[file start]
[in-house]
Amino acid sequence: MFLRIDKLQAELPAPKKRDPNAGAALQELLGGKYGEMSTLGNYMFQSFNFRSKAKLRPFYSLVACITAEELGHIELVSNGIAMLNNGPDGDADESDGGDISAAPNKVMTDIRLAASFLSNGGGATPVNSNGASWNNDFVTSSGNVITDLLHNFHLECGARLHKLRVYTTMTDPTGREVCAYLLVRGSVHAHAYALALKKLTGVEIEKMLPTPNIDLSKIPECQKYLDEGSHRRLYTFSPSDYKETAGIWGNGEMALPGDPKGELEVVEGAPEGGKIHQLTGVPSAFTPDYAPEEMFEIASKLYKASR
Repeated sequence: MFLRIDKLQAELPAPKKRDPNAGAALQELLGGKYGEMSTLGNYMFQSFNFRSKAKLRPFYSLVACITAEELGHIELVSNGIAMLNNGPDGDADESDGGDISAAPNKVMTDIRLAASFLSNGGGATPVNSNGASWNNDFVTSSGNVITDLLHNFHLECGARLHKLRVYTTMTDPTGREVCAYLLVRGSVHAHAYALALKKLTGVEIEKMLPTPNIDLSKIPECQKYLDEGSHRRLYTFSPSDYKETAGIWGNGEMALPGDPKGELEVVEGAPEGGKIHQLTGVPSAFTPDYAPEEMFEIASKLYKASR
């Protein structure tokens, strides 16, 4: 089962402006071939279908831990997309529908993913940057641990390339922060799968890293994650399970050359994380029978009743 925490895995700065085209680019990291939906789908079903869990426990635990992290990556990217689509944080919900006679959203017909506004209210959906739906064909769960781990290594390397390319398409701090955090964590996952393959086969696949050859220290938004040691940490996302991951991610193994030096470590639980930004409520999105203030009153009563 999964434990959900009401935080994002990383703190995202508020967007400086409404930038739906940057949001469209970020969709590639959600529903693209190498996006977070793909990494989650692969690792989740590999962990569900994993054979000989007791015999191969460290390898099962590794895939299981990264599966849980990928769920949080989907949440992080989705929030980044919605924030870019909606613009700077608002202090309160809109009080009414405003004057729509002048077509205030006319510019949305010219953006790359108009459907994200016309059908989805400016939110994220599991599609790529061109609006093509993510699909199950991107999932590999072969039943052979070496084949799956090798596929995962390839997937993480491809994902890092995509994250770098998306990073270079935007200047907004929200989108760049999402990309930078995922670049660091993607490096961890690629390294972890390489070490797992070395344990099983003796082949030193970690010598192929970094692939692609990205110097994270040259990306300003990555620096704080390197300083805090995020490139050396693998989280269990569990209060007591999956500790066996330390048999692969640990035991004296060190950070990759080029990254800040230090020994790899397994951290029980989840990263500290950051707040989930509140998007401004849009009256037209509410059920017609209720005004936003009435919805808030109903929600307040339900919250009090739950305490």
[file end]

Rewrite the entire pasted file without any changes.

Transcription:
[in-house]
Amino acid sequence: MFLRIDKLQAELPAPKKRDPNAGAALQELLGGKYGEMSTLGNYMFQSFNFRSKAKLRPFYSLVACITAEELGHIELVSNGIAMLNNGPDGDADESDGGDISAAPNKVMTDIRLAASFLSNGGGATPVNSNGASWNNDFVTSSGNVITDLLHNFHLECGARLHKLRVYTTMTDPTGREVCAYLLVRGSVHAHAYALALKKLTGVEIEKMLPTPNIDLSKIPECQKYLDEGSHRRLYTFSPSDYKETAGIWGNGEMALPGDPKGELEVVEGAPEGGKIHQLTGVPSAFTPDYAPEEMFEIASKLYKASR
Repeated sequence: MFLRIDKLQAELPAPKKRDPNAGAALQELLGGKYGEMSTLGNYMFQSFNFRSKAKLRPFYSLVACITAEELGHIELVSNGIAMLNNGPDGDADESDGGDISAAPNKVMTDIRLAASFLSNGGGATPVNSNGASWNNDFVTSSGNVITDLLHNFHLECGARLHKLRVYTTMTDPTGREVCAYLLVRGSVHAHAYALALKKLTGVEIEKMLPTPNIDLSKIPECQKYLDEGSHRRLYTFSPSDYKETAGIWGNGEMALPGDPKGELEVVEGAPEGGKIHQLTGVPSAFTPDYAPEEMFEIASKLYKASR
């Protein structure tokens, strides 16, 4: 089962402006071939279908831990997309529908993913940057641990390339922060799968890293994650399970050359994380029978009743 925490895995700065085209680019990291939906789908079903869990426990635990992290990556990217689509944080919900006679959203017909506004209210959906739906064909769960781990290594390397390319398409701090955090964590996952393959086969696949050859220290938004040691940490996302991951991610193994030096470590639980930004409520999105203030009153009563 999964434990959900009401935080994002990383703190995202508020967007400086409404930038739906940057949001469209970020969709590639959600529903693209190498996006977070793909990494989650692969690792989740590999962990569900994993054979000989007791015999191969460290390898099962590794895939299981990264599966849980990928769920949080989907949440992080989705929030980044919605924030870019909606613009700077608002202090309160809109009080009414405003004057729509002048077509205030006319510019949305010219953006790359108009459907994200016309059908989805400016939110994220599991599609790529061109609006093509993510699909199950991107999932590999072969039943052979070496084949799956090798596929995962390839997937993480491809994902890092995509994250770098998306990073270079935007200047907004929200989108760049999402990309930078995922670049660091993607490096961890690629390294972890390489070490797992070395344990099983003796082949030193970690010598192929970094692939692609990205110097994270040259990306300003990555620096704080390197300083805090995020490139050396693998989280269990569990209060007591999956500790066996330390048999692969640990035991004296060190950070990759080029990254800040230090020994790899397994951290029980989840990263500290950051707040989930509140998007401004849009009256037209509410059920017609209720005004936003009435919805808030109903929600307040339900919250009090739950305490």